4. After the filing of the counter by the Respondents, the Petitioner has come to know that a meeting of the board of directors was held on June 21, 2008, which resolved to call an extraordinary general meeting on July 17, 2008, to decide on effecting borrowing from TNIIC and to replace the existing auditor. The Petitioner submits neither the notice of the board meeting was served on the Petitioner nor the items that were to be transacted in the meeting were disclosed in the notice. The repeated attempts by the Petitioner to inspect the books of account and minutes book did not bring any result. The Respondents have not produced the minutes book even now. The meetings and the minutes if any are liable to be declared as null and void. The Commissioner who went for authenticating the minutes did not get access to the original minutes of the board meetings or general meetings. Even if the meetings are validly conducted, the Petitioner did not receive any notice of the extraordinary general meeting. The extraordinary general meeting appears to have been held on July 17, 2008, in which a new auditor was appointed in the place of the earlier statutory auditor who resigned. The Respondents have breached their fiduciary duty. The extraordinary general meeting held on July 17, 2008, has been conducted in contravention of law and the provisions of the articles of association and amounts to oppression to the Petitioner by the Respondents. Similarly, no notice was issued about the meeting of the board of directors held on August 26, 2008. Copies of statements of account were not served on the Petitioner. Records were fabricated to make it appear that financial statements were approved in the board meeting held on August 26, 2008. In the board meeting held on August 26, 2008, it has been shown that the Petitioner was present in the meeting. It is a fabricated proceeding. The annual general meeting held on September 24, 2008, should be declared illegal since the Petitioner did not get notice of the annual general meeting. None of the meetings were ever conducted and the Petitioner never attended those meetings. It is therefore prayed to allow the company petition by granting the following reliefs:

    (a) That the fair valuation of shares of the company may be carried out through a reputed firm of chartered accountants or the statutory auditors of the company.

    (b) That Respondents Nos. 2 to 5 may be directed to sell all their shares to the Petitioner at the fair price, and

    (c) Also some alternative reliefs.

  5. Respondents Nos. 1 and 2 filed a counter with the following averments:

    The Petitioner is a whole-time director of the company and the second Respondent is the managing director. It is admitted that the company had been managed jointly by the Petitioner and Respondent No. 2. The Petitioner was not keen in associating with the management of the company due to some misunderstandings between the Petitioner and the Respondents. He has decided to withdraw even the collateral security given for availing credit facility from the Tamil Nadu Industrial Investment Corporation Ltd. (TNIIC) and the State Bank of India (SBI), Udumalpet, as has been made clear from the letters written by him on November 12, 2007, May 15, 2008 and May 19, 2008. Accordingly, the company took steps to relieve the Petitioner from the personal guarantee and collateral security given by him. Since the TNIIC insisted for extension of the entire collateral security offered by the Petitioner, the Petitioner could not be relieved. Since the Petitioner refused to continue the personal guarantee and collateral securities, the loan could not be availed. Similarly, the State Bank of India also insisted to execute personal guarantee by all directors in respect of the facilities availed earlier, and since the Petitioner refused to furnish the personal guarantee, the company was unable to utilise the cash credit facility from the State Bank of India.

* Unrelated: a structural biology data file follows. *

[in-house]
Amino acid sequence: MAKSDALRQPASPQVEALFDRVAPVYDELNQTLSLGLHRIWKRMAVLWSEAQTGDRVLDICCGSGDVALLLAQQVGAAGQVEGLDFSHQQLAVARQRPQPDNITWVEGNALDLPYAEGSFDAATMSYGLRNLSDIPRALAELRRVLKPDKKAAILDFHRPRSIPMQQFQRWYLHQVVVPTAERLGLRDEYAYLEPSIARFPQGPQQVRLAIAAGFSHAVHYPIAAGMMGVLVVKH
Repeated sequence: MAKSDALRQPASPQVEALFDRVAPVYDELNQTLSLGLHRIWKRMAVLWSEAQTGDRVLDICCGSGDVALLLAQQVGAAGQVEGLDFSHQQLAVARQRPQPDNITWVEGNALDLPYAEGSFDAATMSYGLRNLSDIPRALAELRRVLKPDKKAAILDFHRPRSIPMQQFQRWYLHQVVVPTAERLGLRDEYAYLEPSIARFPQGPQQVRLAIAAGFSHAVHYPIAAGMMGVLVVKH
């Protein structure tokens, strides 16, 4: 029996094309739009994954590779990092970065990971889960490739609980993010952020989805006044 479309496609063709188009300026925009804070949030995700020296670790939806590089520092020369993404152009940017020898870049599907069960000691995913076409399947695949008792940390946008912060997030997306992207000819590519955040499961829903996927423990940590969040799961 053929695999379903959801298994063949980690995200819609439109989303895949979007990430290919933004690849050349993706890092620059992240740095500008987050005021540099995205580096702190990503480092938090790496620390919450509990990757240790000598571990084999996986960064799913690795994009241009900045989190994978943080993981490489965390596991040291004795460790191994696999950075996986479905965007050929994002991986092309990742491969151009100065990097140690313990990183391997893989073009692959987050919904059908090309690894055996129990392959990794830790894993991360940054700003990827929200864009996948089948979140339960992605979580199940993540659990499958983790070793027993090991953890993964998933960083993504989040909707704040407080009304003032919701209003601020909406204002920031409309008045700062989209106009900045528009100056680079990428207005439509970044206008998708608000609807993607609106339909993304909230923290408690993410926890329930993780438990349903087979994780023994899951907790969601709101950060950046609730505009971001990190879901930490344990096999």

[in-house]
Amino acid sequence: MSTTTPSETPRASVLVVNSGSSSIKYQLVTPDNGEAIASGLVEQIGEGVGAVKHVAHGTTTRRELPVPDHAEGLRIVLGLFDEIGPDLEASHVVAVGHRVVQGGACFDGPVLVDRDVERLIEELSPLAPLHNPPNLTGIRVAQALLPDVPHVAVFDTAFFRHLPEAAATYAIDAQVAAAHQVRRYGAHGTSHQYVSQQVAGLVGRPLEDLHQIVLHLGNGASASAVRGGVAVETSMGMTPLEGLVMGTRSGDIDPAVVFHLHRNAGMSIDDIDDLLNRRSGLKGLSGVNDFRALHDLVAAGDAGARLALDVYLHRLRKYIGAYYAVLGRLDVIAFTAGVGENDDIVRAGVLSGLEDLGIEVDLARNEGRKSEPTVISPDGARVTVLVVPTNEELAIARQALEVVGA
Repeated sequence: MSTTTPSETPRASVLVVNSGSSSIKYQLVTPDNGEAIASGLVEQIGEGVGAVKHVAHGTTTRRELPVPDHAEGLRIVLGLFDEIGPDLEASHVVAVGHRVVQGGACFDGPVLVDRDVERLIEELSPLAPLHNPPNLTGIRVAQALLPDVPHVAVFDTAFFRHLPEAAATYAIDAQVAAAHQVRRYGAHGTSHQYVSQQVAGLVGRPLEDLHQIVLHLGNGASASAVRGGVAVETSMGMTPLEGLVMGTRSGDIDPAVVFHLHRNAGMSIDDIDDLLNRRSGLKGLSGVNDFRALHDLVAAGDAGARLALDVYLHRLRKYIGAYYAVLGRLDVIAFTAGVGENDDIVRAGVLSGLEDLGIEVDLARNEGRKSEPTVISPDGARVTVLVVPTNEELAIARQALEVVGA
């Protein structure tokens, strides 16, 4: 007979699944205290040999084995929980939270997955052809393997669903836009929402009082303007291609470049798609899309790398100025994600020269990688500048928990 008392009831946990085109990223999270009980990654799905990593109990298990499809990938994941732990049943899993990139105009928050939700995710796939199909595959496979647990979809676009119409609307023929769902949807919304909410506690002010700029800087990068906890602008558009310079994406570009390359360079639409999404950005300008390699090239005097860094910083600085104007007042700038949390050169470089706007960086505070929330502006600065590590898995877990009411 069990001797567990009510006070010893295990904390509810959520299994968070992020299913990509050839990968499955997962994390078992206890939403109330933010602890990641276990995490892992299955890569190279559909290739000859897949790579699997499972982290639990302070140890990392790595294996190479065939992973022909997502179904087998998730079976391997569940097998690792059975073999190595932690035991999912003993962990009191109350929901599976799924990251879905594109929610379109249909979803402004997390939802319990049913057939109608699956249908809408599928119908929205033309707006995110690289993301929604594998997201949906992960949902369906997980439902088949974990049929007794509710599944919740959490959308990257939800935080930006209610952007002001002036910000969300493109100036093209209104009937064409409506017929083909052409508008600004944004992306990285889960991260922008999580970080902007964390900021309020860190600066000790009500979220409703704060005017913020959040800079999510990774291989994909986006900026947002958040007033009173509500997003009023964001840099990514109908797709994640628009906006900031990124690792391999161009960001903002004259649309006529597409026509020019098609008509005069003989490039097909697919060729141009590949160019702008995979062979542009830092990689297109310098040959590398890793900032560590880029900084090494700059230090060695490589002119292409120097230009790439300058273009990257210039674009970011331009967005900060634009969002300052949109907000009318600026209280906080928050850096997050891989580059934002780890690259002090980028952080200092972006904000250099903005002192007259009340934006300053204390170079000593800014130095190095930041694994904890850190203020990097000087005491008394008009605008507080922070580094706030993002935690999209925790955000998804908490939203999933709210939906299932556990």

The registered office was shifted in view of the conduct of the Petitioner. The Petitioner was given notice of the board meeting held on April 11, 2008, in which the board decided to shift the registered office. There is no necessity to give general notice in this aspect. The shifting of the office was for the convenience of the company and there is no lack of probity and fairness. The Petitioner can always have access to the books and records of the company. As per the earlier resolution of the board any of the three directors can operate the bank account. However, that resolution was modified in the meeting held on April 11, 2008, allowing Respondents Nos. 2 and 3 to operate the bank account jointly. The Petitioner was not available to sign the...